After training she invested in a 25 kg capacity drier. Today, her flagship product is dehydrated unripe jackfruit. She also produces dehydrated bitter gourd, brinjal, curry leaves, kohila and ladyfingers. Neatly packed under her brand name, Pradeepa, Menike’s products are also sold at the Peradeniya Sales Centre.

A 200 gm packet of dehydrated unripe jackfruit is priced at Rs 145. This jackfruit can be used to make curry after soaking the dried chunks in water for 30 minutes. But since fresh vegetables are available at a cheaper price, Menike’s clientele consists mainly of non-resident Sri Lankans who pick up her products to take them back to the country they work in.  So Menike could say her business is mainly export-oriented.

One of her interesting products is jack seed powder, globally recognized as a very nutritious food. Sri Lankans use it to make a crispy snack called murukku. A 200 gm packet of Menike’s jack seed powder costs Rs 60. Although sales are not that brisk, Menike says she manages to sell about 50 kg a year of jack seed powder.

The leader in popularizing dehydration technology is the Rural Enterprises Network (REN) started in 2002. REN emerged from a micro-enterprise project of Practical Action, a poverty eradication programme started by the Intermediate Technology Development Group. REN develops micro and small-scale rural enterprises by helping them with a range of business development services. It promotes processed agro-produce under a common brand name, nationally and in global markets.

REN is a pioneer in unripe jackfruit dehydration. Practical Action did a lot of R&D with different types of driers. They have developed low cost driers that run on firewood and sawdust. Electric driers are very expensive. “Jackfruit is one of our products,” clarifies Nilantha Athapattu, a manager with REN. “We have large production units with 200 kg capacity driers and 45 small-scale driers that can dry 20 kg in a batch. Jackfruit dehydration goes on for about eight months.”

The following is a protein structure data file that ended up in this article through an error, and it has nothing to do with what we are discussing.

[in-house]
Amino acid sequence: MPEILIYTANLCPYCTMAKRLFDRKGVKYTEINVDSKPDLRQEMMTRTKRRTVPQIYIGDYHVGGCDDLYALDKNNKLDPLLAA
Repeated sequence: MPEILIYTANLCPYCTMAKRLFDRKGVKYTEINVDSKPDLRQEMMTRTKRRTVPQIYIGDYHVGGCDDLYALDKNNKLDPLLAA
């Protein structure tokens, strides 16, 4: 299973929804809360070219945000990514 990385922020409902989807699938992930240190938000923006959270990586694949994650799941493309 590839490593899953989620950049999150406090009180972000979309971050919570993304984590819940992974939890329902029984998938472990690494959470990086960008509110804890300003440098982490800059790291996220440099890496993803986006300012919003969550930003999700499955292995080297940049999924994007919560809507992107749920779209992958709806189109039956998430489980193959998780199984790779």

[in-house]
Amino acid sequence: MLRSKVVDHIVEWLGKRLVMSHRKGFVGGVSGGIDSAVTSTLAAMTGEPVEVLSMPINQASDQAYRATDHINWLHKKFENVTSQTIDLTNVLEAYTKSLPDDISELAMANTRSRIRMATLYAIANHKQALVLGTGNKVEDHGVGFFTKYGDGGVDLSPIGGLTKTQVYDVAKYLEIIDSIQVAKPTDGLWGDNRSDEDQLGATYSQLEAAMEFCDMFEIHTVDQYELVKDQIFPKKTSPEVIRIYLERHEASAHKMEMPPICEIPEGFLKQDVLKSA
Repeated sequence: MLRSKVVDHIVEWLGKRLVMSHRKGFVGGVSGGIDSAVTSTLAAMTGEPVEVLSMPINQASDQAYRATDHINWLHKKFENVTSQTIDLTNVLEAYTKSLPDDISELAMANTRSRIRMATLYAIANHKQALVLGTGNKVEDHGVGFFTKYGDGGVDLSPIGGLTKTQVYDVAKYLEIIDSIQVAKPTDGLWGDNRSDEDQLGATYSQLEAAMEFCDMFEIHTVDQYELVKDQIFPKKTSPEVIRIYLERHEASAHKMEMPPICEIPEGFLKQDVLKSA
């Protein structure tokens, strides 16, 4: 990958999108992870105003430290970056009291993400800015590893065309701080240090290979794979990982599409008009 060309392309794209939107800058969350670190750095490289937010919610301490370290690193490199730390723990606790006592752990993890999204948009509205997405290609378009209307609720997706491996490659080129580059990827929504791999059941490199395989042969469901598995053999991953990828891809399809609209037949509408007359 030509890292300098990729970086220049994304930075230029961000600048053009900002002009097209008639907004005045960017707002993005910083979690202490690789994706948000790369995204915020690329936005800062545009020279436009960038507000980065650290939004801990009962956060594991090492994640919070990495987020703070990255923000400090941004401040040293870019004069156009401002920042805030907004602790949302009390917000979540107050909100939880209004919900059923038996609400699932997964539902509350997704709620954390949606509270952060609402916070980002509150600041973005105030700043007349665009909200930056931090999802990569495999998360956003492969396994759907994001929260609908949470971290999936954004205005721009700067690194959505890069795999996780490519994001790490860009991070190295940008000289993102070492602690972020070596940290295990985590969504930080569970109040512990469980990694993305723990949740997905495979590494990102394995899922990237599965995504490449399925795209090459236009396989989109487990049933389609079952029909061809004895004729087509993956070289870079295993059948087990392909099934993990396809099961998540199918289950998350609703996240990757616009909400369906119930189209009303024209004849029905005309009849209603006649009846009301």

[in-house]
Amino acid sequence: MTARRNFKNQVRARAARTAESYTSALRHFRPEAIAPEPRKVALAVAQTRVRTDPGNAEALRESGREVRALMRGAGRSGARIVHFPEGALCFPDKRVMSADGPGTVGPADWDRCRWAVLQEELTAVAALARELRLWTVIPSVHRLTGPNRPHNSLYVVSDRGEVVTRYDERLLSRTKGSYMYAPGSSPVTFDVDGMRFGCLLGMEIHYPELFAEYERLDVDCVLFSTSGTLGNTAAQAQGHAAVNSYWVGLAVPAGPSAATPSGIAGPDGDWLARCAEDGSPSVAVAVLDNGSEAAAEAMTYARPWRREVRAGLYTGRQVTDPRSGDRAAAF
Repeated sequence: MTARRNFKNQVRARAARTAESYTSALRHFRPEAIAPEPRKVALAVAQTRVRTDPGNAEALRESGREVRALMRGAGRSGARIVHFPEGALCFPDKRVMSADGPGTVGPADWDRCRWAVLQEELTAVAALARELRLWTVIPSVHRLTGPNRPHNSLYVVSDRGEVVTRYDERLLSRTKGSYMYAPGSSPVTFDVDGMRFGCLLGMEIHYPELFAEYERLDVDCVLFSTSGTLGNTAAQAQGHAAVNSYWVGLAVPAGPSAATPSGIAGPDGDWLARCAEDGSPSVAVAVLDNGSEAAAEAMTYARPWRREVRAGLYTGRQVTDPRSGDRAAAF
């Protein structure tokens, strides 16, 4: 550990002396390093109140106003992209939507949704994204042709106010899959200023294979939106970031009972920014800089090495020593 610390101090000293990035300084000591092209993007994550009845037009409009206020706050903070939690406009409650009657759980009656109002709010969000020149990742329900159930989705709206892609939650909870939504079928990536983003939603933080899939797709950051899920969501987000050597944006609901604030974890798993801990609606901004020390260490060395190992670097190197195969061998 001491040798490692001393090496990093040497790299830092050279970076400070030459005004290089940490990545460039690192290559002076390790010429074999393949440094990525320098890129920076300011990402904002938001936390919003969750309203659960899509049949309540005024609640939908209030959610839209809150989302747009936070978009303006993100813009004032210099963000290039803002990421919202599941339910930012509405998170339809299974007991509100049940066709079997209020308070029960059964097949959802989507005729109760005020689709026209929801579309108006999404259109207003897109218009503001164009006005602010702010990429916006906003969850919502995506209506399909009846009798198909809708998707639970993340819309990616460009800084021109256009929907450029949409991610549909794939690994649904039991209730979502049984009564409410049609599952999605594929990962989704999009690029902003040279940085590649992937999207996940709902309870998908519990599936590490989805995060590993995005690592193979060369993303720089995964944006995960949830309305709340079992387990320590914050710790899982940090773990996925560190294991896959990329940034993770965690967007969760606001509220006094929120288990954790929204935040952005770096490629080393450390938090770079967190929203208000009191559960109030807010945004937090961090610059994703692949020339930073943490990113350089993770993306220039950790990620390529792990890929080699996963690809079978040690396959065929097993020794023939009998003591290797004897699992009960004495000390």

People are trained in batches. Each unit consists of five or eight people. Another two or three trainees are responsible for raw material collection. In fact, ordinary village women now produce dehydrated jackfruit and other products at quality acceptable to supermarkets. This is an enviable achievement for REN.

According to Nilantha, each unit procures jackfruit from around 50 households. This means REN must be helping more than 1,500 families earn more from their jackfruit. “There are families who earn between  3,000 and 4,000 rupees a month,” says Nilantha.

Since the last three years, REN has diversified into bottling jackfruit products. There is a training course. Five groups are manufacturing on an average 1,000 bottles per month of polos curry, kos in brine, tender jackfruit in brine, polos mellum and polos sambal.

Unlike REN, Vista Natural Products in Aranayake near Kandy, is trying to sell its dehydrated unripe jackfruit in local markets. This three-year-old unit run by Dr Jagath Elvitigala produces three types of dehydrated jackfruit to match three kinds of kos curries – Kiri Kos, Kos Thambuma and Kos Melluma.